Alignment chart of text editors


#41

Scrivener must be lawful good. So helpful, so much metadata.


#42

not that great for editing code, iirc.


#43

God help me but I still have a folder full of basic programs in my backups, in a folder named NE. I miss Norton Editor.

A lot of these programs are still running in controllers and front ends of operating building automation systems. Problem is the controllers are still running, but replacement are not available so the backups are useless. I am presently pulling out 80 controllers in a building I programmed in 1994.


#44

Visual Studio Code is the way to go. Open source, multi-platform, free, etc. The worst thing about it is the name - it has nothing to do with Visual Studio. I suspect a fair amount of resistance to it comes just from the name.


#45

At first, I was like “What the hell,” but then I remembered how I religiously practice vim commands once a week, not unlike an acolyte trying to please an elder god through prayer.


#46

RTF has magic bytes “{\rtf1” so I think that it precludes up any possibility of it working by chance, unless it’s some handcrafted weirdness. My honest guess: My editor did syntax highlighting and so he was trying get the same colors, adding them by hand in WordPad, thinking that the colors were an important part of the syntax. It’s the most reasonable insane thing I can think of that fits. (The code failed cursory visual inspection too.)

I could never get the guy into a conversation of more than a few seconds to find out what was going on.


#47

Bring back LotusWorks!


#48

Wow. Student encounters first stage simulacrum, accidentally crafts second stage simulacrum while attempting to produce third stage because he views computer science as a fourth stage simulacrum meaningful only in the context of passing the class.

That, or enough cargo cult to convert all available matter into bamboo models of 1940s American militaria. Hopefully the SCP foundation is on the case.


#49

Correct. I’d place Emacs (and lisp) as chaotic good. There are no rules in lisp, you can change the most basic syntax if you want.

True neutral should be ed. It is, after all, the standard editor.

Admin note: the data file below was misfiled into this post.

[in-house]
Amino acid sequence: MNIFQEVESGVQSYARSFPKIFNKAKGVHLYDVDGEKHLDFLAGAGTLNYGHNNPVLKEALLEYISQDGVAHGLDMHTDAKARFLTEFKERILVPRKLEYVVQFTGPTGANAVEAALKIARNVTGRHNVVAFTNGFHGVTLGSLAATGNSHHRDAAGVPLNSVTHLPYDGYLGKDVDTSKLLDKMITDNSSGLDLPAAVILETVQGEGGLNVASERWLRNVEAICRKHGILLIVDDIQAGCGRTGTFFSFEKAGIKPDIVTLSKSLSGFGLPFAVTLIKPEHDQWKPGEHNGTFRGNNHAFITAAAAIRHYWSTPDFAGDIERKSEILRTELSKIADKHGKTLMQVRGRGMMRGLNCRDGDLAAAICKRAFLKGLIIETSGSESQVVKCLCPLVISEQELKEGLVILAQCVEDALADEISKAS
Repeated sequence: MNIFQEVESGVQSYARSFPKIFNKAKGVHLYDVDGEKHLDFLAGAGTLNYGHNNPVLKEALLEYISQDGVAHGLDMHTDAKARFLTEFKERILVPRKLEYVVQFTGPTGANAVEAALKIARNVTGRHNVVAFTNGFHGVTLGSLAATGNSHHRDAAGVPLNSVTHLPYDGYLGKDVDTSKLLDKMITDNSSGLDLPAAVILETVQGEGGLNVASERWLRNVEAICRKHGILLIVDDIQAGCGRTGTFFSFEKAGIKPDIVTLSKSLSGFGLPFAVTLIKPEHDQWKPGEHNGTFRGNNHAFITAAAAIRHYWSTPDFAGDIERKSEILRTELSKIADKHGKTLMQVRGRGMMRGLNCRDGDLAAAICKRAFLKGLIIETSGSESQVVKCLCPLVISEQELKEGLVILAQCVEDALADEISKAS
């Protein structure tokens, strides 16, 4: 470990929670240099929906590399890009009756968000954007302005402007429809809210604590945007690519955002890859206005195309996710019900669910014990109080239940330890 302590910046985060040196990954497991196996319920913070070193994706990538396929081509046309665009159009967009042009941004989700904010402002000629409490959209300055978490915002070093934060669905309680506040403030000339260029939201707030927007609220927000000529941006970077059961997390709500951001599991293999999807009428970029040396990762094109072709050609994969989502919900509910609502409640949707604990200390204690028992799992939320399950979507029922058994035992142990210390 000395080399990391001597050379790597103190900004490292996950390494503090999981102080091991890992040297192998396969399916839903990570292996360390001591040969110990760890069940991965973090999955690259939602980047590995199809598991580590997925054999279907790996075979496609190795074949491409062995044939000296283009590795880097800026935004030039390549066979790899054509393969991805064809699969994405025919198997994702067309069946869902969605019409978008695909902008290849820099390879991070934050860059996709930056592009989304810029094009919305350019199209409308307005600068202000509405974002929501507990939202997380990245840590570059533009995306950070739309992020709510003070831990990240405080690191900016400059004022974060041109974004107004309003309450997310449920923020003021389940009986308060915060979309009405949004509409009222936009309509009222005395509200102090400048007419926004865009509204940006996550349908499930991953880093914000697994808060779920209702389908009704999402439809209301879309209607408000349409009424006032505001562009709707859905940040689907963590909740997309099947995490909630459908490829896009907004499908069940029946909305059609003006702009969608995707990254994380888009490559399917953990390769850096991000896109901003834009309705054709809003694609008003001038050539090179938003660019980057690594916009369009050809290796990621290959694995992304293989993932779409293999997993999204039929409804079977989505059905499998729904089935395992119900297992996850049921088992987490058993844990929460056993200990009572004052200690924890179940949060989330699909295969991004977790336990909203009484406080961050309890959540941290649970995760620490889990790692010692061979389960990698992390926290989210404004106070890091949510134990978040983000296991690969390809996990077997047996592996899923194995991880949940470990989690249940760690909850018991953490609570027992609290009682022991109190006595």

#50

(shrug) I’m partial to Visual Slickedit. Not substantially better or worse than any other programmer’s IDE, but I’m comfortable with it.


#51

Oh, that’s easy in Vim:

vim -O file1.txt file2.txt

shift-v to highlight a line of text in file1

d to delete the line and copy to vim’s own special clipboard

ctrl-w, ctrl-w (twice) to switch to file2

Move cursor to position then enter “p” for paste. If you are having trouble moving around, consult documentation or randomly mash the keyboard until you figure it out.

Couldn’t be simpler, really.

(edit: forgot a step)


#52

VSCode is really nice. As for the “Visual Studio” part of the name, it’s missing the best and worst aspects of Visual Studio:

best: its integrated debugger
worst: every other aspect of how it works


#53

Yeah that don’t work so well copying form a web form to an email or the other way round, or spreadsheet, etc, etc.


#54

I’m not quite sure what you’re getting at, here. Are you implying that Vim is somehow deficient?


#55

Not the right tool for my day job.


#56

I consider VI to be the Dwarf Fortress of text editors.

Decent and full featured but with utterly impenetrable UI/controls for newcomers. :stuck_out_tongue:

Like Dwarf Fortress, i run away screaming in search of something more user friendly :wink:
(nano for linux and notepad++ for windows usually)


#57

After years on Sublime Text, I finally settled on VS Code.


#58

What I mean is I know very few people who haven’t switched to VS Code. It’s really seen varid rapid adoption


#59

zoidberg-bad-pun


#60

That pun was korny; and I was practically bourne for terrible puns; so I feel OK about it.